Rainbows and Mudslides: January 2021

Scotland’s weather is never predictable, especially once you reach the Highlands. It was one of the first things I marveled at last year after moving here – one minute the sky can be black and the heavens are throwing what seems like all of the year’s annual rainfall at the Scottish earth, and in the next second the clouds part, the sun appears, and the light becomes glorious and perfect for dramatic photography. The following day may be dry and sunny all day, reflecting a night’s heavy snowfall on the mountains. It is basically anyone’s guess what the weather will be from day to day up here on the North West coast of Scotland.

Yesterday, on the first day of the new year of 2021, I went out to shoot the local beach and see if I could find any wildlife to photograph. As I have only one camera body I soon switched to a wider angle lens as there were no birds or mammals around (other than sheep) and I wanted to capture some seascapes. From the beach I took the two hour coastal route across three peaks and back through the mudflats, which eventually returns to the beach.

Views from my local beach.

It was gloriously sunny as I set off walking above the beach and following a muddy path just above the coastline, stopping regularly to try to get some interesting seascapes. I was using a tripod and 16-35mm lens. The sun remained low – as it remains throughout winter up here – but shone nonetheless. Meanwhile various rain fronts passed across the bay in front of me which was often a bizarre and spectacular sight, especially those apparently carrying rainbows with them, from my perspective at least.

The winter sun shining low.

As I reached the second peak, after leaving the path a few times to take shots of the tumultuous sea below while the tide came in, a weather front was making its way towards me. As I gazed out at the sight of an isolated rain cloud heading for me, and listened to the strange sounds of rain pelting the surface of the sea from a distance, a huge rainbow formed directly in front of me. From my perspective it was a full rainbow being rapidly followed by heavy rain or possibly snow.

The sky had turned distinctly white. I pressed the remote shutter, cleaned the lens of rain droplets, pressed the shutter, cleaned the lens, and repeated as the rainbow formed and disintegrated. I got one single clear shot. The others were ruined by droplets all over the lens. I think it was worth the effort though.

A perfect rainbow.

Once it had disappeared, hail began to descend. Light at first, I was being pelted with heavy hail within a minute. All part of the fun, so I raced down to the third peak as it slowed and stopped, and the sun immediately returned.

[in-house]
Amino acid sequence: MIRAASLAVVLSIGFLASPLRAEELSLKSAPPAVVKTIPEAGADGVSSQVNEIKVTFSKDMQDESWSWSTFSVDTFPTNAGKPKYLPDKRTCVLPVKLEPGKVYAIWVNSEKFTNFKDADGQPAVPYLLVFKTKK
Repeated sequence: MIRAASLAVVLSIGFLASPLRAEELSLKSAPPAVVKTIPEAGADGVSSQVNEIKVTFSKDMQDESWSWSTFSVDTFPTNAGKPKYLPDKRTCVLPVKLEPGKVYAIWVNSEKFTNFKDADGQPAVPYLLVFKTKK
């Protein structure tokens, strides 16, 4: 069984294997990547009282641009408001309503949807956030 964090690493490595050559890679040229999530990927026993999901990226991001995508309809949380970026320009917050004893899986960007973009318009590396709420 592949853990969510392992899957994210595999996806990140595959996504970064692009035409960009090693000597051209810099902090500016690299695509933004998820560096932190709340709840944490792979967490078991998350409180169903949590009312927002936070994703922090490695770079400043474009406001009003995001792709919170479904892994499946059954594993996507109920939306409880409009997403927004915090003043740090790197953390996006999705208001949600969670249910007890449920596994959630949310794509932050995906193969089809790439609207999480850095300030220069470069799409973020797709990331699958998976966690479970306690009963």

Third peak on my coastal route, looking out to sea.

I headed around the back of the third peak and followed the path down towards the sea and the mudflats. This was where I took a slide down the hill. Falling over with all your camera kit on your back and in your hands is always one of those heart-in-mouth moments. However, no damage was done other than a lot of mud collected on me and my bag. All part of the fun and adventure.

The sun, now ahead of me instead of behind, was disappearing below the mountains. Consequently the light was beginning to fade as I reached the extensive mudflats. I looked at my phone to realise I’d been out walking for almost four hours. In the gloaming light I realised I might be a bit lost. Panic and swearing ensued. This may have been mixed with some rapidly obtained shots.

There is no obvious route across the flats and the tide comes in very quickly here. I scrabbled around looking for signs of other people’s boot prints and found nothing. There are a couple of isolated houses on the firm ground above the mudflats but they’re quite far away and I didn’t fancy turning up at someone’s door in the dark like an idiot asking where I should go.

Suitably annoyed at my own lack of planning and knowledge of this area, I headed in what I assumed must be the right direction and picked up a muddy path. Angrily stamping through the thick mud after stopping a couple of times for a shot or two, I found the abandoned caravan landmark I recognised and picked my way back to the path.

Gloaming light across a coastal inlet which rapidly fills at high tide.

Back at the beach almost five hours later, I felt I’d had a worthwhile adventure and got one of two ok shots. However, my feet were wet and my body muddy, so home was my final destination. All worth it for the rainbow, at least.

Published by Clare Lusher

Photographer. Londoner. BSc. MSc. RHS trained Horticulturist gone rogue.

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